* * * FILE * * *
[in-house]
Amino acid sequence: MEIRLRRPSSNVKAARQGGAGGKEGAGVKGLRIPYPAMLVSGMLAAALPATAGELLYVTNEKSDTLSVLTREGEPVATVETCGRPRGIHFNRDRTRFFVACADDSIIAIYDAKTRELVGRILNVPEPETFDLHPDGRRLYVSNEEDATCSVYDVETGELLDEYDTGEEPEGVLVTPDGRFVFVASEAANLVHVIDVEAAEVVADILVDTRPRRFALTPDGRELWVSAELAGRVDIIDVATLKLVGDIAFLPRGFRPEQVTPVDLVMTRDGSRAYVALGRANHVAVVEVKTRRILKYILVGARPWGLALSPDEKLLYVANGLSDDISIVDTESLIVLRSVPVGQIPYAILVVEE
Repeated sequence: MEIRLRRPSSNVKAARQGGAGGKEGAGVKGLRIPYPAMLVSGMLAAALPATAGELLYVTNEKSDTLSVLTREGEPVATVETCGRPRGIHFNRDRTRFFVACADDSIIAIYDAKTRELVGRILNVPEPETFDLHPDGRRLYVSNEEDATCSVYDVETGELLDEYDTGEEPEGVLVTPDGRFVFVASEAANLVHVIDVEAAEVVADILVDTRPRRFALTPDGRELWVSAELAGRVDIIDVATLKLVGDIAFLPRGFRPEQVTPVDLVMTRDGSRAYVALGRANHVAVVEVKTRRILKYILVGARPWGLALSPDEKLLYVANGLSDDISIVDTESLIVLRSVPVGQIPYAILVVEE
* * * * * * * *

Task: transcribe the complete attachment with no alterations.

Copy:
[in-house]
Amino acid sequence: MEIRLRRPSSNVKAARQGGAGGKEGAGVKGLRIPYPAMLVSGMLAAALPATAGELLYVTNEKSDTLSVLTREGEPVATVETCGRPRGIHFNRDRTRFFVACADDSIIAIYDAKTRELVGRILNVPEPETFDLHPDGRRLYVSNEEDATCSVYDVETGELLDEYDTGEEPEGVLVTPDGRFVFVASEAANLVHVIDVEAAEVVADILVDTRPRRFALTPDGRELWVSAELAGRVDIIDVATLKLVGDIAFLPRGFRPEQVTPVDLVMTRDGSRAYVALGRANHVAVVEVKTRRILKYILVGARPWGLALSPDEKLLYVANGLSDDISIVDTESLIVLRSVPVGQIPYAILVVEE
Repeated sequence: MEIRLRRPSSNVKAARQGGAGGKEGAGVKGLRIPYPAMLVSGMLAAALPATAGELLYVTNEKSDTLSVLTREGEPVATVETCGRPRGIHFNRDRTRFFVACADDSIIAIYDAKTRELVGRILNVPEPETFDLHPDGRRLYVSNEEDATCSVYDVETGELLDEYDTGEEPEGVLVTPDGRFVFVASEAANLVHVIDVEAAEVVADILVDTRPRRFALTPDGRELWVSAELAGRVDIIDVATLKLVGDIAFLPRGFRPEQVTPVDLVMTRDGSRAYVALGRANHVAVVEVKTRRILKYILVGARPWGLALSPDEKLLYVANGLSDDISIVDTESLIVLRSVPVGQIPYAILVVEE